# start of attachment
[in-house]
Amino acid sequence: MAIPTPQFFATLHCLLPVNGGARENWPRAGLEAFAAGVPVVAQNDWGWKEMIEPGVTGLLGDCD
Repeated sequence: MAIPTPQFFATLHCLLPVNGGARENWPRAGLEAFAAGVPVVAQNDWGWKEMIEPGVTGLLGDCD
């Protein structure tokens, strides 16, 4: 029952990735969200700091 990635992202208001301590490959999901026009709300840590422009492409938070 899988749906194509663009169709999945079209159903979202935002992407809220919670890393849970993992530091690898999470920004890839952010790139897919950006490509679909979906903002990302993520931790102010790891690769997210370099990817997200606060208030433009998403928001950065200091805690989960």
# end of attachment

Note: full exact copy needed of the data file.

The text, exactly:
[in-house]
Amino acid sequence: MAIPTPQFFATLHCLLPVNGGARENWPRAGLEAFAAGVPVVAQNDWGWKEMIEPGVTGLLGDCD
Repeated sequence: MAIPTPQFFATLHCLLPVNGGARENWPRAGLEAFAAGVPVVAQNDWGWKEMIEPGVTGLLGDCD
């Protein structure tokens, strides 16, 4: 029952990735969200700091 990635992202208001301590490959999901026009709300840590422009492409938070 899988749906194509663009169709999945079209159903979202935002992407809220919670890393849970993992530091690898999470920004890839952010790139897919950006490509679909979906903002990302993520931790102010790891690769997210370099990817997200606060208030433009998403928001950065200091805690989960």